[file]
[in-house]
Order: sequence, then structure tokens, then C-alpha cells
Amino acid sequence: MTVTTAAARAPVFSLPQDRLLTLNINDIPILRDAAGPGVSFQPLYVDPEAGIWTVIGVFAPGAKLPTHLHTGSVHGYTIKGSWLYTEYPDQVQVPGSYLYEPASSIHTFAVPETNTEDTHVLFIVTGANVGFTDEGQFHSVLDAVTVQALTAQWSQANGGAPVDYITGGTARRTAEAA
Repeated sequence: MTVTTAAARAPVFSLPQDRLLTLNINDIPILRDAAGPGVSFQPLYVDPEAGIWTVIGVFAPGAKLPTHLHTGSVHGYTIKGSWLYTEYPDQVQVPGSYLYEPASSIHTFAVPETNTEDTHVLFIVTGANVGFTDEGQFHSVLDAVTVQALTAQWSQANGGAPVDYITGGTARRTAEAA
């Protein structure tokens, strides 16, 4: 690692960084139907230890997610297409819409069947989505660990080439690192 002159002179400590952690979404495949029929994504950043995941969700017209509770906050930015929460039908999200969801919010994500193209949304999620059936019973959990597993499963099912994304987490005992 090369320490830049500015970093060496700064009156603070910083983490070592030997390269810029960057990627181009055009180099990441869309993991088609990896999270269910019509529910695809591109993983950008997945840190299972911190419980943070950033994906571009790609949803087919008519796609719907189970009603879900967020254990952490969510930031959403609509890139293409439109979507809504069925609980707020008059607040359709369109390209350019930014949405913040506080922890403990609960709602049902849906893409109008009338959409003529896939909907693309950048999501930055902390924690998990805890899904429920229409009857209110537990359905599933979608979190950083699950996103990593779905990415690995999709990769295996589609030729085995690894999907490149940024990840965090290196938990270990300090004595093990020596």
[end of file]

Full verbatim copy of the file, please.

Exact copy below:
[in-house]
Order: sequence, then structure tokens, then C-alpha cells
Amino acid sequence: MTVTTAAARAPVFSLPQDRLLTLNINDIPILRDAAGPGVSFQPLYVDPEAGIWTVIGVFAPGAKLPTHLHTGSVHGYTIKGSWLYTEYPDQVQVPGSYLYEPASSIHTFAVPETNTEDTHVLFIVTGANVGFTDEGQFHSVLDAVTVQALTAQWSQANGGAPVDYITGGTARRTAEAA
Repeated sequence: MTVTTAAARAPVFSLPQDRLLTLNINDIPILRDAAGPGVSFQPLYVDPEAGIWTVIGVFAPGAKLPTHLHTGSVHGYTIKGSWLYTEYPDQVQVPGSYLYEPASSIHTFAVPETNTEDTHVLFIVTGANVGFTDEGQFHSVLDAVTVQALTAQWSQANGGAPVDYITGGTARRTAEAA
């Protein structure tokens, strides 16, 4: 690692960084139907230890997610297409819409069947989505660990080439690192 002159002179400590952690979404495949029929994504950043995941969700017209509770906050930015929460039908999200969801919010994500193209949304999620059936019973959990597993499963099912994304987490005992 090369320490830049500015970093060496700064009156603070910083983490070592030997390269810029960057990627181009055009180099990441869309993991088609990896999270269910019509529910695809591109993983950008997945840190299972911190419980943070950033994906571009790609949803087919008519796609719907189970009603879900967020254990952490969510930031959403609509890139293409439109979507809504069925609980707020008059607040359709369109390209350019930014949405913040506080922890403990609960709602049902849906893409109008009338959409003529896939909907693309950048999501930055902390924690998990805890899904429920229409009857209110537990359905599933979608979190950083699950996103990593779905990415690995999709990769295996589609030729085995690894999907490149940024990840965090290196938990270990300090004595093990020596």